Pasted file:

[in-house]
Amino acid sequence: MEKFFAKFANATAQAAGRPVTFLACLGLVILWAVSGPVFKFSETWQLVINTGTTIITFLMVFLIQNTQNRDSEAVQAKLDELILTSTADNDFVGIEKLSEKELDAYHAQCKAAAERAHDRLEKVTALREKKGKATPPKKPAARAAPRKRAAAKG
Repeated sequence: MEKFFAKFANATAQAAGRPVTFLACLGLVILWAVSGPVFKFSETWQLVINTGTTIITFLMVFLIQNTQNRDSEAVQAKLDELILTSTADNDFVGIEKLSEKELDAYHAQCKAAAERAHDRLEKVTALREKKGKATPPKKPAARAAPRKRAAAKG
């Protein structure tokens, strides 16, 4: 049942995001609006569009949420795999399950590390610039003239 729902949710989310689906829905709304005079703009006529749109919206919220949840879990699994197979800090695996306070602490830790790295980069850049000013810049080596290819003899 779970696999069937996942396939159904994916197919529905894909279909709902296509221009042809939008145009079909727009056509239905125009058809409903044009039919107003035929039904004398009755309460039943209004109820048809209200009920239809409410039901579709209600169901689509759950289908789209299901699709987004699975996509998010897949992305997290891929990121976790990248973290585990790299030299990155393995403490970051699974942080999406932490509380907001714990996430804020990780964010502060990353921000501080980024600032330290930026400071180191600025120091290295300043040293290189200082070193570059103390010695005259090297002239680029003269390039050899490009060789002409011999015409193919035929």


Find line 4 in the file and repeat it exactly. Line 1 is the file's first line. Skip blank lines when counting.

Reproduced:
């Protein structure tokens, strides 16, 4: 049942995001609006569009949420795999399950590390610039003239 729902949710989310689906829905709304005079703009006529749109919206919220949840879990699994197979800090695996306070602490830790790295980069850049000013810049080596290819003899 779970696999069937996942396939159904994916197919529905894909279909709902296509221009042809939008145009079909727009056509239905125009058809409903044009039919107003035929039904004398009755309460039943209004109820048809209200009920239809409410039901579709209600169901689509759950289908789209299901699709987004699975996509998010897949992305997290891929990121976790990248973290585990790299030299990155393995403490970051699974942080999406932490509380907001714990996430804020990780964010502060990353921000501080980024600032330290930026400071180191600025120091290295300043040293290189200082070193570059103390010695005259090297002239680029003269390039050899490009060789002409011999015409193919035929």